While Cromwell certainly supported the move, and subsequent laws imposing penalties for those who continued to enjoy Christmas, he does not seem to have played much of a role in leading the campaign.
Throughout the medieval period, Christmas Day had been marked by special church services, and by magnificent feasts accompanied by heavy drinking. The subsequent 12 Days of Christmas saw more special services along with sports, games and more eating and drinking.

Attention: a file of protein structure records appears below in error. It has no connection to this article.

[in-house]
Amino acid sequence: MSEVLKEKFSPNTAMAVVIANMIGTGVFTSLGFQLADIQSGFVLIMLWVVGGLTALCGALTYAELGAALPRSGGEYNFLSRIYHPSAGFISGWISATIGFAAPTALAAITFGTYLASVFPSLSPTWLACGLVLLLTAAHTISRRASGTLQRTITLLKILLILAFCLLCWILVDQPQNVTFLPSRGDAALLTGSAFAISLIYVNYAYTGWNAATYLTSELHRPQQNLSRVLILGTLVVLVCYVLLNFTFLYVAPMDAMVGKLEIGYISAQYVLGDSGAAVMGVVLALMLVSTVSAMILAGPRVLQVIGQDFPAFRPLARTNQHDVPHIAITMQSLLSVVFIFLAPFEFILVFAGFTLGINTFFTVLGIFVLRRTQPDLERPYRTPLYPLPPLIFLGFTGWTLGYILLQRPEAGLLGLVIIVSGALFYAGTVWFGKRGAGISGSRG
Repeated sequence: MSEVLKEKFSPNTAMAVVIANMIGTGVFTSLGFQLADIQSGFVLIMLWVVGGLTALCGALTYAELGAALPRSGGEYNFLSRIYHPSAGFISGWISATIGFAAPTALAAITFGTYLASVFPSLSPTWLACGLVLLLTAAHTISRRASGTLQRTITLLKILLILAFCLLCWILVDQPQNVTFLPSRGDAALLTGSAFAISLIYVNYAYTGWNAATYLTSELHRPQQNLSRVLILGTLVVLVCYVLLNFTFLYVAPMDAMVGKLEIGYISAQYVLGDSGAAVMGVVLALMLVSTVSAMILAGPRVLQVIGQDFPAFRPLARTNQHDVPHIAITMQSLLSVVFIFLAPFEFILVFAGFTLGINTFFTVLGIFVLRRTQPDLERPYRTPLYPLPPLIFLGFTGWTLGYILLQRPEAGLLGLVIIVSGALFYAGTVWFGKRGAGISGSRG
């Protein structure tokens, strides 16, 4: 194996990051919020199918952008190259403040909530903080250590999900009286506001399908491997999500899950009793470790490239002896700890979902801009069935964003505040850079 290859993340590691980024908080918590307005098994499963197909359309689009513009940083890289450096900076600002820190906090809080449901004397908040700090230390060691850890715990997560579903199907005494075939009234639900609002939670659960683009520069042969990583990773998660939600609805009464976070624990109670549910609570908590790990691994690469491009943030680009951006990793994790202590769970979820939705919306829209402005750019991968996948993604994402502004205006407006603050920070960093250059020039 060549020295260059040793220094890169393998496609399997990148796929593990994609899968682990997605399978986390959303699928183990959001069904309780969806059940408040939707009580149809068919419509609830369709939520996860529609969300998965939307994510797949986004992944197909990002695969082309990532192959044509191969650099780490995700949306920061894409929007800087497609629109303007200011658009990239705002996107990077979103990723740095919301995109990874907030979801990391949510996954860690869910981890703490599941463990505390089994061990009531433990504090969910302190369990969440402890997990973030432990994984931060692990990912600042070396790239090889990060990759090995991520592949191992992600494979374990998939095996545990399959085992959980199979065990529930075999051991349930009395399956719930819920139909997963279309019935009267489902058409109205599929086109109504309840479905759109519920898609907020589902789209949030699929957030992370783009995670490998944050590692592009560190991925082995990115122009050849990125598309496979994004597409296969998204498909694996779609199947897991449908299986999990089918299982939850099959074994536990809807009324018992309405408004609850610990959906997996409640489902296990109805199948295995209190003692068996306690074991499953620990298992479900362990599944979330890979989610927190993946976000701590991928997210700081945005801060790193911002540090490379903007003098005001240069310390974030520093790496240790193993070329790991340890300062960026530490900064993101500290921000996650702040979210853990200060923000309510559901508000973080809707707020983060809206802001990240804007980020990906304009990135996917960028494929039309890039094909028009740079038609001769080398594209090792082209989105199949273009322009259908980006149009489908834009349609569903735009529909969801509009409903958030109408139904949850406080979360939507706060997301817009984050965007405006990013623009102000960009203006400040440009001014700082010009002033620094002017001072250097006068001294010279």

By the early 17th Century Puritans and other firm Protestants were seeing the Christmas jollifications as unwelcome survivors of Catholicism as well as excuses for all manner of sins.
There was a widespread, though minority view, that Christmas should be a fast day devoted to sober religious contemplation. The defeat of King Charles I in the Civil War put the more extreme Protestants into power and so Parliament passed a series of measures to enforce this campaign on others.
The legislation was deeply unpopular and was enforced only sporadically. When King Charles II returned to power in 1660 one of his first acts was to repeal all the anti-Christmas legislation, helping foster his image as the “Merry Monarch”.